Why we are taking strike action
Children are losing out because there aren’t enough teachers. Education staff are leaving the profession in droves because of a toxic mix of excessive workload and low pay.
We do not want to go on strike – we want to be in the classroom, teaching and supporting our amazing children and young people.
But we have to take this step because education is in crisis. It’s being destroyed by a Government that doesn’t value us or the job we do for your children.
The Government's own statistics say:
- More teachers than ever before left the job last year.
- More teachers than ever before left prior to retirement.
- The number of head teachers who left before retirement is the highest it’s ever been.
- The gap between the number of new teachers needed and the number actually starting is the worst it has been for decades.
- The number of job vacancies recorded in England’s schools is the highest since 2004.
- The number of children in class sizes over 30 is the biggest ever.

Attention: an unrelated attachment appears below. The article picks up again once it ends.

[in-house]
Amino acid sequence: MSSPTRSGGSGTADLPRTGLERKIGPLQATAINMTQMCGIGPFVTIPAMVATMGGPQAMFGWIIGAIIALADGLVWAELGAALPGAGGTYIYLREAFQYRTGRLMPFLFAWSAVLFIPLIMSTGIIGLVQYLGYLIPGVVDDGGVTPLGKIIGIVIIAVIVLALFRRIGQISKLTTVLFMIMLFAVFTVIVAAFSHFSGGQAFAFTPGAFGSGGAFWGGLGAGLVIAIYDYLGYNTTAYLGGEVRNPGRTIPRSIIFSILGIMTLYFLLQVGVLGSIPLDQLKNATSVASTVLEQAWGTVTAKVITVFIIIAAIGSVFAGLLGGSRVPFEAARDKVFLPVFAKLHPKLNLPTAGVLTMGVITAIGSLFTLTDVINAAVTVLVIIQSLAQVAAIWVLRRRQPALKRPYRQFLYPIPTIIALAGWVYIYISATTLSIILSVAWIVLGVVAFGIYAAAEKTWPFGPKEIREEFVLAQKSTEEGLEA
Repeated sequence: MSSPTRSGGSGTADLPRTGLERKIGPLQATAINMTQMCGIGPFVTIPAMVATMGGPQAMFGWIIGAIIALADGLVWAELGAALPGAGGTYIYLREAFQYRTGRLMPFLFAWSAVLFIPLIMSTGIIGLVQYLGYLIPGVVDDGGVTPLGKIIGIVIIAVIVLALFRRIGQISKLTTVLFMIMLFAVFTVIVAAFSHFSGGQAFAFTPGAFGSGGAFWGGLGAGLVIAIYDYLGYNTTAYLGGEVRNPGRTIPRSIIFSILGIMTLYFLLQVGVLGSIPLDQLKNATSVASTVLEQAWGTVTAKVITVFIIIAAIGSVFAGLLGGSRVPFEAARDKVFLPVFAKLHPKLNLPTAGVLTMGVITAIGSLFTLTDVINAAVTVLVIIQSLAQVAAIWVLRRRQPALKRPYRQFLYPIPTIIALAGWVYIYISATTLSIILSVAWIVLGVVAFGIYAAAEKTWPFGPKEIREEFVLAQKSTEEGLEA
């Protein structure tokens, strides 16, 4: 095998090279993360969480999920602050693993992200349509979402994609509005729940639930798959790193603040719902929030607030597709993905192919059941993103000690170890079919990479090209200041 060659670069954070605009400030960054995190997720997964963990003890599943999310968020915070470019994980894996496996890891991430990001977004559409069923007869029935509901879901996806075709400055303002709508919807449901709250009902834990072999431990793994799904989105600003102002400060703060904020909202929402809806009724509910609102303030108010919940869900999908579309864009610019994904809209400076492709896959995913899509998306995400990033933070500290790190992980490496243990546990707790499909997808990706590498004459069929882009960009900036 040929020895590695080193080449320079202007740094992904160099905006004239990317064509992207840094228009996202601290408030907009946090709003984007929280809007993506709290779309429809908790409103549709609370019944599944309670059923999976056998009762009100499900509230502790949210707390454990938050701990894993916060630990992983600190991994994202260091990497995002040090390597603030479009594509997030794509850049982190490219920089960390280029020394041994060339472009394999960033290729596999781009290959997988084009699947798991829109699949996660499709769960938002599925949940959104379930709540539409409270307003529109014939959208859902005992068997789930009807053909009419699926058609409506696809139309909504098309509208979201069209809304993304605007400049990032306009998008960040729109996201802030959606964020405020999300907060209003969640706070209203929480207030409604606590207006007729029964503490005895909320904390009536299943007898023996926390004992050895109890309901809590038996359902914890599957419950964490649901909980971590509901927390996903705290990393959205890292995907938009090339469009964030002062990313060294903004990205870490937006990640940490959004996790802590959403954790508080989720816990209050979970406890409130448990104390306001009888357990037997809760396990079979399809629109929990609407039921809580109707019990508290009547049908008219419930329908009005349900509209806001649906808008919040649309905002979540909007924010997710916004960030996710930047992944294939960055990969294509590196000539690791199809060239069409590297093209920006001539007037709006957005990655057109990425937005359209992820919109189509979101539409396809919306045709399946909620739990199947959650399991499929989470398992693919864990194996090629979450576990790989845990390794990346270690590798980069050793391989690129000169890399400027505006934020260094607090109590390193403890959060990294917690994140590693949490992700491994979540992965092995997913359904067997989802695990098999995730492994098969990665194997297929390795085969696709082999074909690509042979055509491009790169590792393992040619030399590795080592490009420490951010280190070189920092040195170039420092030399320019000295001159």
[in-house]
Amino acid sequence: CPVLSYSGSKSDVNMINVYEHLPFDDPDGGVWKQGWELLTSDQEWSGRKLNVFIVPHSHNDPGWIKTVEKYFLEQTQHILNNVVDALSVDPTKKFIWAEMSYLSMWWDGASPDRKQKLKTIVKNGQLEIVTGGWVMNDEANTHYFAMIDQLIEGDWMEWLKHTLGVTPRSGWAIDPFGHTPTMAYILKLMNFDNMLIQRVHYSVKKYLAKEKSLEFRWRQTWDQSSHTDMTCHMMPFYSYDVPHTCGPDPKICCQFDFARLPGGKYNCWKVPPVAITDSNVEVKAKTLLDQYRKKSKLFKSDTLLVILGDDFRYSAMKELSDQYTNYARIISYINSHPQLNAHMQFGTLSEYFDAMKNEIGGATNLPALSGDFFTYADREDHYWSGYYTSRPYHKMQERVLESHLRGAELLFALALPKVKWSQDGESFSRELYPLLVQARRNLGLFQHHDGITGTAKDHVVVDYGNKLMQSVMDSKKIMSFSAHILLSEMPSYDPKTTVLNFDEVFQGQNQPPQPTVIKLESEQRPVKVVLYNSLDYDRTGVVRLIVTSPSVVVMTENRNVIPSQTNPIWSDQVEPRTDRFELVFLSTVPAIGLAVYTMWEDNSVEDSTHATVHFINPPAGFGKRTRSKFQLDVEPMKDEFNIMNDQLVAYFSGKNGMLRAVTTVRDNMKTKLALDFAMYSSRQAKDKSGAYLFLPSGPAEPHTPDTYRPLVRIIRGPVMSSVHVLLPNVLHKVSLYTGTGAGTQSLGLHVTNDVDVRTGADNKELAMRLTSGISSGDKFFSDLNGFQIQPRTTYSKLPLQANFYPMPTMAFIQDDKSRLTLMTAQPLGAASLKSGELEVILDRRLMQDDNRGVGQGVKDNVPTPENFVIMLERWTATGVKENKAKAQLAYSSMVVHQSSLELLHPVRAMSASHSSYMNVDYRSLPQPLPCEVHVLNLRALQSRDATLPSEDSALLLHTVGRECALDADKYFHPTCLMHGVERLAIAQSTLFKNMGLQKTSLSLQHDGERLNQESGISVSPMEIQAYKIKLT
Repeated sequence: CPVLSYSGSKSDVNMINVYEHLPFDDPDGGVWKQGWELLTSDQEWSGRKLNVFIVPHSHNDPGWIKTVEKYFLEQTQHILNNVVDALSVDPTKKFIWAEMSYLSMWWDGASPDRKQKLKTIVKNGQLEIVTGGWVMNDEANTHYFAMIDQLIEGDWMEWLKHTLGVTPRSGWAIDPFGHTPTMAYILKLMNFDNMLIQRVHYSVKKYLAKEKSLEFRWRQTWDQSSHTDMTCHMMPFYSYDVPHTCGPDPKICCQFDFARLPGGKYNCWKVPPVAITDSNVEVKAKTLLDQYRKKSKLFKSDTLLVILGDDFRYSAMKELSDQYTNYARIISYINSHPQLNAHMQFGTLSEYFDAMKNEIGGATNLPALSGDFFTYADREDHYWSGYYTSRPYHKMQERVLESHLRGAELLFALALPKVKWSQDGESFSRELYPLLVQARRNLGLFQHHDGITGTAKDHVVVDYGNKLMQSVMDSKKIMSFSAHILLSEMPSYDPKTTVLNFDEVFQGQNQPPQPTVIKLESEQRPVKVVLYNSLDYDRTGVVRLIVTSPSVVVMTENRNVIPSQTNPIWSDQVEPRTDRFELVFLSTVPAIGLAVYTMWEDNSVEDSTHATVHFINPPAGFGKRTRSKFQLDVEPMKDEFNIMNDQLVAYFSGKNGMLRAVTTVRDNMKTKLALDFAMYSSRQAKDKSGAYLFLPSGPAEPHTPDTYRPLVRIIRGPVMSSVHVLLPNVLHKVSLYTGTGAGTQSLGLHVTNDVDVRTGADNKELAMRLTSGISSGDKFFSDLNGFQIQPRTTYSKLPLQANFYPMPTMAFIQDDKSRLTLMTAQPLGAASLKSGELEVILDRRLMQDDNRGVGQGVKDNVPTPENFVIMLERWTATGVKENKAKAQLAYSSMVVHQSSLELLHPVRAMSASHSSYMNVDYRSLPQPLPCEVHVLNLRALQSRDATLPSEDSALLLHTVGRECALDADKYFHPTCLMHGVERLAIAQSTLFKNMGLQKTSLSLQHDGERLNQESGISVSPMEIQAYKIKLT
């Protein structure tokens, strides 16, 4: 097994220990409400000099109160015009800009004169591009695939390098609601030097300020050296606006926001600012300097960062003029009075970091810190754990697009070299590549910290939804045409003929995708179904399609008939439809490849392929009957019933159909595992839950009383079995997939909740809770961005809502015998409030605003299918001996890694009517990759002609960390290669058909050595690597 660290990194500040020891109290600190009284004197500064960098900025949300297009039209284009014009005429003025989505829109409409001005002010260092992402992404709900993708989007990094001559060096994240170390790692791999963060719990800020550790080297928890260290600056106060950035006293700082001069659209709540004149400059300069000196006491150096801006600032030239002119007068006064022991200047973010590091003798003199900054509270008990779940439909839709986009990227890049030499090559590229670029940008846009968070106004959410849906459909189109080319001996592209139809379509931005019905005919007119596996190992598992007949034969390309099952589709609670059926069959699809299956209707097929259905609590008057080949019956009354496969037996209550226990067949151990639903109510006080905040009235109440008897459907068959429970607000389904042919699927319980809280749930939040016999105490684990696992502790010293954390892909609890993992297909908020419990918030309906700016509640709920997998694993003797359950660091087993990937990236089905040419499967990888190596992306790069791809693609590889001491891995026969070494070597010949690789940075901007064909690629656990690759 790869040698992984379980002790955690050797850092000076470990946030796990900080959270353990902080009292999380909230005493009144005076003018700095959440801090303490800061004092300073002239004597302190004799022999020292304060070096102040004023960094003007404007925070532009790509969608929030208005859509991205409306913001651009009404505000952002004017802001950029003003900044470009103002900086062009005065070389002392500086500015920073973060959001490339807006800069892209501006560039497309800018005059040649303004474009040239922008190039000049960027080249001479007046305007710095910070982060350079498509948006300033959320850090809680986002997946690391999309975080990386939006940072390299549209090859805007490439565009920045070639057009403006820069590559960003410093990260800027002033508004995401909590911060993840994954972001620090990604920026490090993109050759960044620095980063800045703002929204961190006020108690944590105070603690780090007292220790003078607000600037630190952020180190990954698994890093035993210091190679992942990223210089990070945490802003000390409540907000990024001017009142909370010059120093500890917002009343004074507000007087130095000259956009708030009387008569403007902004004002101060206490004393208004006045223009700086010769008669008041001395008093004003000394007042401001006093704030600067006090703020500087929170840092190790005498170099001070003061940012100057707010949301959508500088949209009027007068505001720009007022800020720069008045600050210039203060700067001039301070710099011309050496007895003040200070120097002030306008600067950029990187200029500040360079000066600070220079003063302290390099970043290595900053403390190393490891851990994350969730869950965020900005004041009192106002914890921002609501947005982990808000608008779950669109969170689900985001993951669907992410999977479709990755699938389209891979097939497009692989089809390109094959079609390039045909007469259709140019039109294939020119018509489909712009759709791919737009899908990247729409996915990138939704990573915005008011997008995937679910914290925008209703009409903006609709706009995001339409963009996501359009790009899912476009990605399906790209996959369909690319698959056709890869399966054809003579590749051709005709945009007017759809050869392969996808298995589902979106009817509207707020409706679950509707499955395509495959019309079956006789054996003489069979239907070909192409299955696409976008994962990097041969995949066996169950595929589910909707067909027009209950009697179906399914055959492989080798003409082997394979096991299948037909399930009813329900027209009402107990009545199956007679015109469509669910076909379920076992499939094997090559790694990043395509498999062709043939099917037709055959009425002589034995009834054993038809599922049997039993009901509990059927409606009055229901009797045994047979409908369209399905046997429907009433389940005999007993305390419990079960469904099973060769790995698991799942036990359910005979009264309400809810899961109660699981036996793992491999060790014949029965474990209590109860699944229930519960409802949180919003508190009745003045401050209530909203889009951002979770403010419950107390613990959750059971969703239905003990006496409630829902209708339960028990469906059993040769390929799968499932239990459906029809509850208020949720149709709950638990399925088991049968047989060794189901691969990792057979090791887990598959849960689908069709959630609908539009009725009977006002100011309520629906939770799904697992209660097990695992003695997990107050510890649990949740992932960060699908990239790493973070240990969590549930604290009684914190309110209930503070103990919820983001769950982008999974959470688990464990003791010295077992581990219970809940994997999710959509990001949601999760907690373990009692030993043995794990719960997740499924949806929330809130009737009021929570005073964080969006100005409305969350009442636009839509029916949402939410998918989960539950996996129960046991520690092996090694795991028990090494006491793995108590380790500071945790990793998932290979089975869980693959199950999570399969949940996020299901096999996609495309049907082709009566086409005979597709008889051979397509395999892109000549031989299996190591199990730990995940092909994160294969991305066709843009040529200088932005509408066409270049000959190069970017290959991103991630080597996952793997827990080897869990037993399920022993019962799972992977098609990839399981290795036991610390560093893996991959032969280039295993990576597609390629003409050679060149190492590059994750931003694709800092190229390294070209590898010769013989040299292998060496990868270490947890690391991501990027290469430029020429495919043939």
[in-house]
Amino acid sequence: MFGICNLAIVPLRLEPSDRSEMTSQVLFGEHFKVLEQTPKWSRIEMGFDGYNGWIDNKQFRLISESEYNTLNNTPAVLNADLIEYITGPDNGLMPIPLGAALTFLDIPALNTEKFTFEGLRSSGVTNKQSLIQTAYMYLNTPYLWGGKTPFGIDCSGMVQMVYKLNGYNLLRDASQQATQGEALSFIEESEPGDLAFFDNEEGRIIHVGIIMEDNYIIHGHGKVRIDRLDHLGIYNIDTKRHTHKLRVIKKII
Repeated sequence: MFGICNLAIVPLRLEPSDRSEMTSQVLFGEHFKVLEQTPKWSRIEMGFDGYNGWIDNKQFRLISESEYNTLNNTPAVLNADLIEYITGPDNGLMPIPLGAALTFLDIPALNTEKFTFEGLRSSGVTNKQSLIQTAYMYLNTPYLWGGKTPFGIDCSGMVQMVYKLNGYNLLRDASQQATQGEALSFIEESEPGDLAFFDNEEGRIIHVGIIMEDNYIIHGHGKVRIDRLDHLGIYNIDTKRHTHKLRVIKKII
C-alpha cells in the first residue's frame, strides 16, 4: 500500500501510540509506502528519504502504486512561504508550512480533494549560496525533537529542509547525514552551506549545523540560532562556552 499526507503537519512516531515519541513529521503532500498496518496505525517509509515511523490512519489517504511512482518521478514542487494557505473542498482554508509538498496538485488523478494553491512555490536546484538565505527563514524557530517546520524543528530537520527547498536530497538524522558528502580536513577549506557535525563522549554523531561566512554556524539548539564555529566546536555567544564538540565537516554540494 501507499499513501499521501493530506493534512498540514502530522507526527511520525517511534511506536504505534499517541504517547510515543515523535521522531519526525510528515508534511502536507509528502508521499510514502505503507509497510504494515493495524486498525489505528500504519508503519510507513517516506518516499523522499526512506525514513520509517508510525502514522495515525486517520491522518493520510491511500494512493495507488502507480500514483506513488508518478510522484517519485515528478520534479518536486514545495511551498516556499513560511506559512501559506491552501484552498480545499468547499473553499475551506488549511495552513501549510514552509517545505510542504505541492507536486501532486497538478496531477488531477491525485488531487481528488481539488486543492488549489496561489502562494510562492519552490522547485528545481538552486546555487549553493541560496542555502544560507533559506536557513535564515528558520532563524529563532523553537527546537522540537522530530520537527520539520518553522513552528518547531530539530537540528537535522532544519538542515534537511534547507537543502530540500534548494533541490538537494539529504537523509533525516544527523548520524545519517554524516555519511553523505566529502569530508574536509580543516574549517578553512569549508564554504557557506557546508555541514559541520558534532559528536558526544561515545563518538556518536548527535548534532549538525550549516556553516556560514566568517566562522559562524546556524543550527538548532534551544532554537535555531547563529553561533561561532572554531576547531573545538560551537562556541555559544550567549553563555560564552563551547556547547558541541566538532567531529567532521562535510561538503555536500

- The pupil : teacher ratio in both secondary and primary schools is among the worst in the OECD. In secondary, only Chile, Brazil, Colombia and Mexico are worse. In primary schools, Chile is doing better than we are.
Your children get one chance at education – their schools need the funds to give them the education they deserve, and teachers and support staff need to be paid properly for the essential work we do.
With one in four teachers leaving the profession within three years of qualifying the education system is falling down around our pupils.
Even when there is a teacher in the classroom, increasingly they are not qualified in the subject they are teaching.
Managing with fewer staff means we can’t provide enough personal support to your children if they need extra help, or extra provision for children with Special Educational Needs and Disabilities.
Parents and grandparents hear their children and grandchildren talking about ‘new’ teachers in the middle of the school year, of their favourite teachers leaving. A lack of qualified teachers harms the education children and young people receive. And the situation is getting worse by the day.
Education Secretary Gillian Keegan says she wants to stop these strikes, but she hasn’t even talked to us since Easter, when the derisory pay offer made by her department was overwhelmingly rejected by members of all teacher and head teacher unions as being wholly inadequate.
If she wants to stop our strikes, she must restart talks, publish the independent report into teachers’ pay and fully fund a decent pay rise that starts to halt the crisis.
It’s time to do your job, Gill.
Pay Up! Save Our Schools.